An Introduction to Uncertainty in Measurement: Using the GUM by L. Kirkup, R. B. Frenkel

By L. Kirkup, R. B. Frenkel

Size shapes clinical theories, characterises advancements in production procedures and promotes effective trade. In live performance with size is uncertainty, and scholars in technology and engineering have to establish and quantify uncertainties within the measurements they make. This e-book introduces size and uncertainty to moment and 3rd yr scholars of technological know-how and engineering. Its method is dependent upon the across the world known and urged guidance for calculating and expressing uncertainty (known by means of the acronym GUM). The information underpinning the tools are thought of and labored examples and routines are unfold during the textual content. targeted case reports in accordance with regular undergraduate experiments are incorporated to enhance the foundations defined within the ebook. This advisor can also be beneficial to pros in who're anticipated to grasp the modern equipment during this more and more very important region. extra on-line assets can be found to aid the ebook at

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For example, the electrical resistance of a conducting material varies with temperature. To measure its temperature coefficient of resistance, we measure the resistance at intentionally different temperatures. 2). 1. Random errors when measuring the temperature coefficient of a resistor (courtesy of the National Measurement Institute of Australia). the distribution of temperature over its surface to be as uniform as possible. It is therefore immersed in a tank of stirred oil that can be set to various temperatures.

1 mm. 1%. 3% proportional uncertainty. 6 × 104 mm3 . We note that writing this as 66 000 mm3 implies too low an uncertainty, in view of the zeros. Finally, it is worth noting that, if n is between −1 and 1, implying a fractional power, the proportional uncertainty in the result will be less than that in the original data. This would arise, for example, if we calculated the diameter of a sphere when given its volume. 15 K Where there are several steps in a calculation, it is prudent not to round intermediate results, since premature rounding introduces unnecessary error that will propagate through to the final answer.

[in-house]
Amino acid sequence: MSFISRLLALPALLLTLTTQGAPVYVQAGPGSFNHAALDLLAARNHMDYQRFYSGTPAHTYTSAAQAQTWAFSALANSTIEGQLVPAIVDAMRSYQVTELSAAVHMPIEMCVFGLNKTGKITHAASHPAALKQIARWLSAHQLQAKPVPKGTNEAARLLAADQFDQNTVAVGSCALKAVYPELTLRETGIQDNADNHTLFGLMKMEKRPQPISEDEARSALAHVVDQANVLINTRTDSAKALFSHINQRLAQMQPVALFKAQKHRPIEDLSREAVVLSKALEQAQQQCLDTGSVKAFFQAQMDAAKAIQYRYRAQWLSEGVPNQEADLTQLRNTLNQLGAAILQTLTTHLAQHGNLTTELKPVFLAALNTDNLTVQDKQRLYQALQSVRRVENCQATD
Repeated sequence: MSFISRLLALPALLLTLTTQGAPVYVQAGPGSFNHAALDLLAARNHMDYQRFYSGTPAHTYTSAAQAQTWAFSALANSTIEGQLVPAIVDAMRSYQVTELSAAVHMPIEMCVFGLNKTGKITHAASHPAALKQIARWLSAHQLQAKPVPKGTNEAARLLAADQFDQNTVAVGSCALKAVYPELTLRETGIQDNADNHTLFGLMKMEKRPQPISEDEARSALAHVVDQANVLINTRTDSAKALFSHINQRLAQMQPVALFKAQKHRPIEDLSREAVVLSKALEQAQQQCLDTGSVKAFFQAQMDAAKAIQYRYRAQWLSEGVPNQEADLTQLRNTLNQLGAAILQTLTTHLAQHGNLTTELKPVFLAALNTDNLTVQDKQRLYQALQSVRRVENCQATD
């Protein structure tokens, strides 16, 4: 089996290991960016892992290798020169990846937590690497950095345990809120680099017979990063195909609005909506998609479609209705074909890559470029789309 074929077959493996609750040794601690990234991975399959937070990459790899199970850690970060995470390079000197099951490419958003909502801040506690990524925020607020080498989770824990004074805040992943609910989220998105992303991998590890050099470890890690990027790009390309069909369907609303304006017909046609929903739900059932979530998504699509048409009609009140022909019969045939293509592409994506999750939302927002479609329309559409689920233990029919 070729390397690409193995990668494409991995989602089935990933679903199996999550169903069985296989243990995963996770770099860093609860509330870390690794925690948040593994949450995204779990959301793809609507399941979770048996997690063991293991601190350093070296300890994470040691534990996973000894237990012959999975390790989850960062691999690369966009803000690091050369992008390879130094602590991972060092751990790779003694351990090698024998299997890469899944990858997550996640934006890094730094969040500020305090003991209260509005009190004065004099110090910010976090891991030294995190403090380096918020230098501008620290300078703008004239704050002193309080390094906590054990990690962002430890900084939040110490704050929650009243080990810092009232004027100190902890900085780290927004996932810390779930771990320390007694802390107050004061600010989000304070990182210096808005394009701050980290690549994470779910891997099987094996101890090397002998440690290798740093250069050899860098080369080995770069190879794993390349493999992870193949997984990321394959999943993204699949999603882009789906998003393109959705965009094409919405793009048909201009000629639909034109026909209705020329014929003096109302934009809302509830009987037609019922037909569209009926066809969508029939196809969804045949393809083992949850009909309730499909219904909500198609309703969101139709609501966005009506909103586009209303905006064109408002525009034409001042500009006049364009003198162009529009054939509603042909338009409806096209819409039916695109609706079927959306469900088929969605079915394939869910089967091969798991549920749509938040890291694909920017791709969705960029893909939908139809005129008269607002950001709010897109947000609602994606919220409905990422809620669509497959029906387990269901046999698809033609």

1) by its unit gives unit of speed = m , which may also be written as either m/s or m · s−1 . s The unit of speed does not have a special name, but there are derived units, such as those of force and energy, that do. 2 contains examples of SI derived units that have special names. The units of other quantities, such as latent heat, are usually expressed as a combination of derived units, with special names, and base units. 3. While it is often convenient to use derived units with special names when indicating the units of a quantity, all units may be expressed in terms of base units.

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An Introduction to Uncertainty in Measurement: Using the GUM by L. Kirkup, R. B. Frenkel
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